Exercise can shorten labor?!

As millions of women stare at their treadmill, wondering how much labor they’re willing to put with, to avoid getting on the thing with a bowling ball strapped to them. Scientists, from Technical University, in Madrid, Spain, are wagging their fingers, and according to a new study they have found that exercise can shorten labor.

RELATED: YEP, THAT REALLY HAPPENS TO YOUR BODY DURING PREGNANCY.  

new study says exercise shortens laborResearchers studied 508 healthy pregnant women who were in the second trimester. They assigned 253 of the expecting parents to a control group, with no interventions, although, we’re hopeful there was a lot of carbs and cups of tea supplied. They then designated 255 of the women to be the exercise group; in this group, the women were given a moderate aerobic exercise program of three sessions a week throughout the pregnancy. Which we are 100% sure those women were thankful for some extra work during this otherwise boring downtime in their lives, growing new humans and trying to keep food down. What’s a little weight lifting when you’re pregnant?

In the labor room, there was a measurable difference. The first stage of labor — the beginning of labor to full opening of the cervix — was an average of 53 minutes shorter for women in the exercise program.

RELATED: JUST, STOP SAYING THIS SH*T TO WOMEN WHO ARE PREGNANT 

It wasn’t just the first stage of labor that was affected. The women who exercised had a total labor time that was an average of 57 minutes shorter than the women not led in exercise. Where we are led to wonder which side of the study group felt better about their assignments during the pregnancy.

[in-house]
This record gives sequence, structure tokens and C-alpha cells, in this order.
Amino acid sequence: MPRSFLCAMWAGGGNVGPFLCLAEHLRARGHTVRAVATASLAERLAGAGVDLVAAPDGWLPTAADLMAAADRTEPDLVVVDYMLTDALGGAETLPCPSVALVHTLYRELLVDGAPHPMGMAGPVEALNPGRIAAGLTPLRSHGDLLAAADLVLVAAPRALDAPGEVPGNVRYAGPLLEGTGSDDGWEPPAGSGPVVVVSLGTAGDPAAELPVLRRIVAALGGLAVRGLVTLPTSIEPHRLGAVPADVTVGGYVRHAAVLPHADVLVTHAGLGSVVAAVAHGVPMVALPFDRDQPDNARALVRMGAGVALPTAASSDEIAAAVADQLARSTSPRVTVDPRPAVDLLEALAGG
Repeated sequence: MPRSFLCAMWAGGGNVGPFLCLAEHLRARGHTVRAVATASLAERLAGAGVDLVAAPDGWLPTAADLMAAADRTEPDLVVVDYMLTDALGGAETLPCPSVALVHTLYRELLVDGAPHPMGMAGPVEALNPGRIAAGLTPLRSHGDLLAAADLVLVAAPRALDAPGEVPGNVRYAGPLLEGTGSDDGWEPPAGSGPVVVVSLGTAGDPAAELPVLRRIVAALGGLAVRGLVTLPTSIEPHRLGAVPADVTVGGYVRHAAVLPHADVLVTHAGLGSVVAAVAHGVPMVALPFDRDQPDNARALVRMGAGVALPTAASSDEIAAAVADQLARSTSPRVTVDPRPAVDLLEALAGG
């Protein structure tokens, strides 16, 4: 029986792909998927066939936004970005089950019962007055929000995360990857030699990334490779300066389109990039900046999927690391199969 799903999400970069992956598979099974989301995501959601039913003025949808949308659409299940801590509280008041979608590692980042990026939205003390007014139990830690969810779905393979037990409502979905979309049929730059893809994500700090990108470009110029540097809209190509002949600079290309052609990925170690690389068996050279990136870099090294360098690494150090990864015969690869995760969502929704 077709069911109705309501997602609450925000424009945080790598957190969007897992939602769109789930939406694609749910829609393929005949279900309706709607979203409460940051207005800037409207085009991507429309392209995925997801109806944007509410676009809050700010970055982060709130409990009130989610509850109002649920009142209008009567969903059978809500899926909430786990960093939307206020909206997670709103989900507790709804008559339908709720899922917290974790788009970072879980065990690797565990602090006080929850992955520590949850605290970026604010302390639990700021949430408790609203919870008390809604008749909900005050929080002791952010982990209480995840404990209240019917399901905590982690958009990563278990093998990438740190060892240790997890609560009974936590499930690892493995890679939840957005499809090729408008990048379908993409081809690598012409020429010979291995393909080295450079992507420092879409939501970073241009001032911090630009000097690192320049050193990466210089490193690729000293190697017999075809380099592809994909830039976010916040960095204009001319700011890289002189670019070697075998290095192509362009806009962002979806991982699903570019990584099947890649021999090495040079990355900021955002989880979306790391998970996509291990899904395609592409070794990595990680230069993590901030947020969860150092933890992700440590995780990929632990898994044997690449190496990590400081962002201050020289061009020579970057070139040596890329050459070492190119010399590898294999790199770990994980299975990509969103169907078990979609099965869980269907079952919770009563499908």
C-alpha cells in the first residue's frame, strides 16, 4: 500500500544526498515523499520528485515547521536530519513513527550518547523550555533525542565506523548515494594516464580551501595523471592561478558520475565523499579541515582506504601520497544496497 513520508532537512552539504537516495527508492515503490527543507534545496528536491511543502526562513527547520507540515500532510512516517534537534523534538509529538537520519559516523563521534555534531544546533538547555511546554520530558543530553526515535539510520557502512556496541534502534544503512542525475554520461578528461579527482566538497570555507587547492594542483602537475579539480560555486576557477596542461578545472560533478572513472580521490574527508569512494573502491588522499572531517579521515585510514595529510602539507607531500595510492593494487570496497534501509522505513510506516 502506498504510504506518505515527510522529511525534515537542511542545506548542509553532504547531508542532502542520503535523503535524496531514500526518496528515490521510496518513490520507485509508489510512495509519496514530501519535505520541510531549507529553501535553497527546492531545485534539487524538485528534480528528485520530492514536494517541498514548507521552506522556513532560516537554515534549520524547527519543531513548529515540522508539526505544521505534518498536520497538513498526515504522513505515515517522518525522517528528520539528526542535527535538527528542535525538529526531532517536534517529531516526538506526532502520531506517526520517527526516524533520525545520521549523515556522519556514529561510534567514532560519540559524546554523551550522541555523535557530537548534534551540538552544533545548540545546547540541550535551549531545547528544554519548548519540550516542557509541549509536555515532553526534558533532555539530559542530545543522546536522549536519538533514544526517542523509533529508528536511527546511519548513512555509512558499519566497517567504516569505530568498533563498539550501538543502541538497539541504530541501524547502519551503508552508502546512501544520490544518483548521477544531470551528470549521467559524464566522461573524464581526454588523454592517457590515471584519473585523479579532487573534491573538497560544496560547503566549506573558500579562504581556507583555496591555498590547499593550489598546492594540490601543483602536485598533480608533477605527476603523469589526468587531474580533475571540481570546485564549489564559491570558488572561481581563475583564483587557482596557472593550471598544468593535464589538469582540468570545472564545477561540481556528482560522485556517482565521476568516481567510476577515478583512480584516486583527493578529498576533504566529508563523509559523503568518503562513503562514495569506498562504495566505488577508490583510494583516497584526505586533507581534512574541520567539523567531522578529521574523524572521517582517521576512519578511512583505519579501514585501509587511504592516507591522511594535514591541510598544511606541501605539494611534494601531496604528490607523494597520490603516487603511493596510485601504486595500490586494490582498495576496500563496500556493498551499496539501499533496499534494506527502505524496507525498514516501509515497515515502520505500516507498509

The researchers also noted that the participants in the group who were supplied nutrition and exercise advice only, reported higher weight gain during pregnancy. Probably all those extra cups of tea and relaxing.

Pregnant women should get at least 150 minutes of moderate-intensity aerobic activity every week, according to guidelines from the Centers for Disease Control and Prevention (CDC).

In addition to the shorter labor benefit found in the study, exercising during pregnancy may also help decrease the risk of gestational diabetes, preeclampsia and cesarean delivery, reduce back pain, strengthen heart and blood vessels, and give other benefits, notes the ACOG.

What about you? did you notice a shorter labor if you exercised?